Restoring Access to Canadian Police Information Centre

Resolution Category Provincial Scope 9
Subject Social
Year 2015
Status Adopted - Expired
Sponsor - Mover
Penhold, Town of
Active Clauses

NOW THEREFORE BE IT RESOLVED THAT the AUMA encourage the Province to find a solution to allow Community Peace Officers the ability to utilize The Canadian Police Information Centre (CPIC) for the purpose of obtaining information on respective vehicles/personnel ensuring their safety prior to approaching a complete unknown situation.

FURTHER BE IT RESOLVED THAT if the Provincial RCMP find this task too onerous that this service be reviewed for possible alternatives that will best assist all law enforcement agencies. 

Whereas Clauses

WHEREAS it is the role of Municipal Government to provide for the safety and wellbeing of their residents; 

WHEREAS the Provincial Government has in recent past requested and implemented systems to focus on a high level of expectations by Municipalities to ensure there is a high level of Professionalism maintained within the Levels of Community Peace Officers;

WHEREAS the Province desires to provide an ongoing safe working environment for all Peace Officers throughout the Province; and 

WHEREAS the Canadian Police Information Centre (CPIC) was designed for the information and safety of Peace Officers that should include all peace officers.

Resolution Background

The Canadian Police Information Centre (CPIC) was created in 1966 to provide tools to assist the police community in combating crime. It was approved by Treasury Board in 1967 as a computerized information system to provide all Canadian law enforcement agencies with information on crimes and criminals. CPIC is operated by the RCMP under the stewardship of National Police Services, on behalf of the Canadian law enforcement community. Community Peace Officers Comments: Canadian Police Information Centre (CPIC) was built so that law enforcement officers would have an up to date database of information so that they may query individuals that have: -recorded interactions with law enforcement -charges pending before the courts (Canada wide) -criminal convictions (Criminal Records) -warrants for their apprehension (Canada wide) -documentation of violence towards others -documentation of violence towards law enforcement (police haters) -known gang interaction or affiliation -suicidal tendencies -individuals currently under criminal investigation CPIC as well as listing the above, also gives law enforcement officers on the street (mostly working alone) a heads up of any recorded documentation of criminal behaviour or tendencies that may place the officer "at risk". As for traffic stops, which are one of the common duties a Community Peace Officer (CPO) does, vehicle queries (stolen license plates, stolen vehicles or wanted in connection to a crime) is a huge benefit to assisting them in safety. As CPIC is "the" national database for all criminal activity, it is imperative that all law enforcement officers with powers of arrest, have unrestricted access to this system. There appears to be an argument that this is a FOIP issue. The individuals using the system are doing so as law enforcement officers in the lawful execution of his / her duties. CPIC assist in the integrity of our justice system by ensuring individuals that are "wanted" are detected by law enforcement officers, and processed according to law. Often, individuals that are “Wanted” are not detected, therefore not accountable for outstanding charges. CIPC access can change this. CPIC for CPO’s can be lifesaving, as they are often "working alone", unarmed, and subject to interaction with the same individuals as RCMP police officers. Until a CPO is able to query an individual on CPIC, they have no idea if the person they are dealing with is wanted convicted of a serious violent criminal act, or just "Joe Public". By the very nature of someone being a criminal, they (the individual) are aware of their past, and of their hatred towards law enforcement, or that they are currently "wanted" by law enforcement. Without CPIC, this puts the CPO at serious risk. The RCMP needs to encourage The Canadian Police Information Center” CPIC. Without CPIC the safety of many law enforcement agencies are blind and possible great risk.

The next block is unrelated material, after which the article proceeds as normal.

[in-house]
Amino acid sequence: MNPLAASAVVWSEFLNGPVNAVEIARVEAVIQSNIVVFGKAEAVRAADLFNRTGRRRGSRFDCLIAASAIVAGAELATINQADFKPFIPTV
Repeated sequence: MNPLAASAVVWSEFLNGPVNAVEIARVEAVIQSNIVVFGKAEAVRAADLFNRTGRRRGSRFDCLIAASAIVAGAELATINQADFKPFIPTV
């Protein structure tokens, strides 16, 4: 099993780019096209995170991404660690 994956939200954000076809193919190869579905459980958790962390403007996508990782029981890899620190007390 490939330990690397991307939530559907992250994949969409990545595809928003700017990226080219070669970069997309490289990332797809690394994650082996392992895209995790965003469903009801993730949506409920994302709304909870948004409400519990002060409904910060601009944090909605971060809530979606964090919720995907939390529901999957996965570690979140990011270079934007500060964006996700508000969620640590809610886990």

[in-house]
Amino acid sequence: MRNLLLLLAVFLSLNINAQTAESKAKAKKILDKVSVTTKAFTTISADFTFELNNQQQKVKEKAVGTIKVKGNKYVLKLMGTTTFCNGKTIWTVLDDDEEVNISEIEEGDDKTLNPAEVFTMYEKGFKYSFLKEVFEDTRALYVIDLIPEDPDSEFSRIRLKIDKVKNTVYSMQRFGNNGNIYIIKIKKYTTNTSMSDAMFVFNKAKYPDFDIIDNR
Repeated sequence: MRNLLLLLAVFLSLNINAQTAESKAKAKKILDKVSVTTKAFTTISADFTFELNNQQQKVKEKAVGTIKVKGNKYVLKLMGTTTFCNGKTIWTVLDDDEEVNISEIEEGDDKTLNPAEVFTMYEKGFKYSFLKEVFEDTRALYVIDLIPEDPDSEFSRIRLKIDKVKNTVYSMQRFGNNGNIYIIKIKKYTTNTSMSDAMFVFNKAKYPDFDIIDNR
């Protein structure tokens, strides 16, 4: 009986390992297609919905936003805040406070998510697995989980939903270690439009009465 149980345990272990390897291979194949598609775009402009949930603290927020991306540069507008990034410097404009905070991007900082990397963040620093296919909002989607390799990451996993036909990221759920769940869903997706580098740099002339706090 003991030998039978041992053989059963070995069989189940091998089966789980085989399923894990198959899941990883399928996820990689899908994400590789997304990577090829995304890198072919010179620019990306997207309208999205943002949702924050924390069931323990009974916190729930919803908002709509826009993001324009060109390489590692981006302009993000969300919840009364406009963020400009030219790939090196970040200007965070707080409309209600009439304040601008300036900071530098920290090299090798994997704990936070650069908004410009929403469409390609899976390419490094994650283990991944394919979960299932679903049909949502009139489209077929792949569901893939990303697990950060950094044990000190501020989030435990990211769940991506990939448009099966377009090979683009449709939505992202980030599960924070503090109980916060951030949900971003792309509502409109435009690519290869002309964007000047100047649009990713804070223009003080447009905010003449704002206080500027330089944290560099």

Government Response

The Ministry clarified the types of information available to Community Peace Officers and Bylaw Officers, and noted that if they require information for their personal safety while conducting their duties, they should contact the RCMP. 

In an additional letter, the Ministry confirmed that they had reached out to the Town of Penhold to resolve this issue.


Alberta Municipalities notes

In a May 25, 2017 letter, the Mayor of Penhold confirmed that Justice and Solicitor General staff had contacted their Chief Administrative Officer, and that their concerns have been resolved.